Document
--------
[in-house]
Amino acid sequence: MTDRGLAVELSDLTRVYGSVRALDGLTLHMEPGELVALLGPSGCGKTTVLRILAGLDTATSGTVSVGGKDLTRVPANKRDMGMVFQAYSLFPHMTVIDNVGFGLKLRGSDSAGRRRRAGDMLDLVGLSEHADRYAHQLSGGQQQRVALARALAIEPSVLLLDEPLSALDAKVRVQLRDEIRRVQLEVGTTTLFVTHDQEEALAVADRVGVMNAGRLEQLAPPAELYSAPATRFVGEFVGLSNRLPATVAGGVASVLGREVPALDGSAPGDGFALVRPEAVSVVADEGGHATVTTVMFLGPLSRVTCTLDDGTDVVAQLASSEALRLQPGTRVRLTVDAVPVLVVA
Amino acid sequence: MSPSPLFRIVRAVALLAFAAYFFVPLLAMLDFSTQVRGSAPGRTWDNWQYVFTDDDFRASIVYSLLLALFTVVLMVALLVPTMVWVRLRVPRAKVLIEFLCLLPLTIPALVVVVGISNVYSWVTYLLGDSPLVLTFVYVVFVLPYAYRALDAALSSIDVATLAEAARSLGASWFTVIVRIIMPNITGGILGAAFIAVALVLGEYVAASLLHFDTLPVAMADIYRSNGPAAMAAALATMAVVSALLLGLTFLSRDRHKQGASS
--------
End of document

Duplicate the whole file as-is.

[in-house]
Amino acid sequence: MTDRGLAVELSDLTRVYGSVRALDGLTLHMEPGELVALLGPSGCGKTTVLRILAGLDTATSGTVSVGGKDLTRVPANKRDMGMVFQAYSLFPHMTVIDNVGFGLKLRGSDSAGRRRRAGDMLDLVGLSEHADRYAHQLSGGQQQRVALARALAIEPSVLLLDEPLSALDAKVRVQLRDEIRRVQLEVGTTTLFVTHDQEEALAVADRVGVMNAGRLEQLAPPAELYSAPATRFVGEFVGLSNRLPATVAGGVASVLGREVPALDGSAPGDGFALVRPEAVSVVADEGGHATVTTVMFLGPLSRVTCTLDDGTDVVAQLASSEALRLQPGTRVRLTVDAVPVLVVA
Amino acid sequence: MSPSPLFRIVRAVALLAFAAYFFVPLLAMLDFSTQVRGSAPGRTWDNWQYVFTDDDFRASIVYSLLLALFTVVLMVALLVPTMVWVRLRVPRAKVLIEFLCLLPLTIPALVVVVGISNVYSWVTYLLGDSPLVLTFVYVVFVLPYAYRALDAALSSIDVATLAEAARSLGASWFTVIVRIIMPNITGGILGAAFIAVALVLGEYVAASLLHFDTLPVAMADIYRSNGPAAMAAALATMAVVSALLLGLTFLSRDRHKQGASS